Kita President Zaid Ibrahim has done it again! He has now decided in a rather dramatic about-turn to stay out of the forthcoming 13th General Election and back the opposition alliance, Pakatan Rakyat (PR), instead.
Yet, hardly weeks ago, Zaid couldn’t wait to turn up in Kota Kinabalu and declare that Sabah Kita, the local chapter, would field candidates in all 60 state seats and 26 parliamentary seats – including one in Labuan. He was brimming with supreme confidence on arrival at the airport. By a stroke of luck, reporters who had earlier gathered there for another function, covered his arrival too, no doubt “for old times’ sake”
Except in Sarawak, Zaid had also made some noises along similar lines – “we will contest many seats” - in Peninsular Malaysia. Sarawak watchers say, had he declared in Kuching that his recycled party would take on the Taib Mahmud regime in every seat in the state, the Ibans in particular would have "all died laughing".
East Malaysian rebuff
The poor reception in Sabah and Sarawak in recent days must have made Zaid come to grips with the political realities on the ground. His past popularity in the two states, during his Parti Keadilan Rakyat (PKR) days, is now nowhere in evidence. He’s no longer feted like royalty in the two states and local reporters are avoiding him like the plague.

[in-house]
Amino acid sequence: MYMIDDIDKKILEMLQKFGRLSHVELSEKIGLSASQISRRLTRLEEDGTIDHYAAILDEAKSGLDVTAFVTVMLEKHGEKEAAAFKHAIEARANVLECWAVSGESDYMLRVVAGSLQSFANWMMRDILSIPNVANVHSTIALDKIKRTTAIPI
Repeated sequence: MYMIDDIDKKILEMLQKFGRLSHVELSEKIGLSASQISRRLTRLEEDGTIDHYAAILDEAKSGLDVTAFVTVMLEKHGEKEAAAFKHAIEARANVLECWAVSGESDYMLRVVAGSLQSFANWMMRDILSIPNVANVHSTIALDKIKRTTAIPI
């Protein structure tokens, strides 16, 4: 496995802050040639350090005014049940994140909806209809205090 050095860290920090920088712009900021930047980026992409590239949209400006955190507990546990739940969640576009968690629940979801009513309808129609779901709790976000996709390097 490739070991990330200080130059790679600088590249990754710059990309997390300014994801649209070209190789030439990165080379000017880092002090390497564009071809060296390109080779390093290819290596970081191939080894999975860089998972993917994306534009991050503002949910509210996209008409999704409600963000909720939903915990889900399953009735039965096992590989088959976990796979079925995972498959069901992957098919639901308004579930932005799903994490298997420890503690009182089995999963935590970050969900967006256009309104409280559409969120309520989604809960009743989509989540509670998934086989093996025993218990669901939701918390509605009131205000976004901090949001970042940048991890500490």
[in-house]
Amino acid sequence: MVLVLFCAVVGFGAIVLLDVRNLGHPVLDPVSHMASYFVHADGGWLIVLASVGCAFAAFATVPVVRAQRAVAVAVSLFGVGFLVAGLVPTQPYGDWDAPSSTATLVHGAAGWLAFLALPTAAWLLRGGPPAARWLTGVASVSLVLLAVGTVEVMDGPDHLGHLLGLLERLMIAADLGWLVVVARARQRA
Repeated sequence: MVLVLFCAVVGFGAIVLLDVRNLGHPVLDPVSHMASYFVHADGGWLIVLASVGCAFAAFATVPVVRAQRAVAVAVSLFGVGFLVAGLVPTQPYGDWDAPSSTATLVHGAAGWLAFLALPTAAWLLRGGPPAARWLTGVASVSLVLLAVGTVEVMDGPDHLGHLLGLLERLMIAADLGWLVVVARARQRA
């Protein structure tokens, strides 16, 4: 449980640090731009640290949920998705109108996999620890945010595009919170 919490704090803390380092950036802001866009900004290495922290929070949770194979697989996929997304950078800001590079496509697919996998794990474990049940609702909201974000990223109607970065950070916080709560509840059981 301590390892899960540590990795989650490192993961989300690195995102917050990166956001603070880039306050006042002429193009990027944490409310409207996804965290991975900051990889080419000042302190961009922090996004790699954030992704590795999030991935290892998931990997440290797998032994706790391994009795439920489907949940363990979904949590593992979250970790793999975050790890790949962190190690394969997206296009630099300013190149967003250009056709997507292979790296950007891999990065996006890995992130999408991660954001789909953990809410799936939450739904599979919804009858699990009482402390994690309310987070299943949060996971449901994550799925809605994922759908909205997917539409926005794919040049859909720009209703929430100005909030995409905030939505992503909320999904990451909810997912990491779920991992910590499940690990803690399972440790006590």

Zaid couldn’t get a crowd of even 20 people to attend his recent political ceramahs (lectures) in Kota Kinabalu and in the outskirts, and little wonder, given the 'newness' or his party and the baptism of fire in which it was formed after leaving PKR in a cloud of controversy.
So far, Kita has only been able to attract political has-beens. There was a time when 200 to 500 people would turn up to hear Zaid speak, wherever he went. These numbers must have gone to his head and persuaded him finally to quit PKR in a huff.
Zaid also had pretensions, at one time, to lead the 3rd Force in Malaysian politics. This was a no-brainer of an idea put in his head by some bloggers in Peninsular Malaysia and other bogus characters passing themselves off as cyber-journalists.
3rd Force and Waythamoorthy
Zaid saw the 3rd Force as ushering in a three-party system like in the United Kingdom. He flew to London in a great hurry and tried to get Hindraf Makkal Sakthi chairman, P Waythamoorthy, to support such a platform under his leadership. Waythamoorthy reportedly listened politely but didn’t commit himself. Waythamoorthy has been one disappointed man ever since Zaid quit PKR suddenly; dashing his earlier hopes that here was a man he could talk to in the party.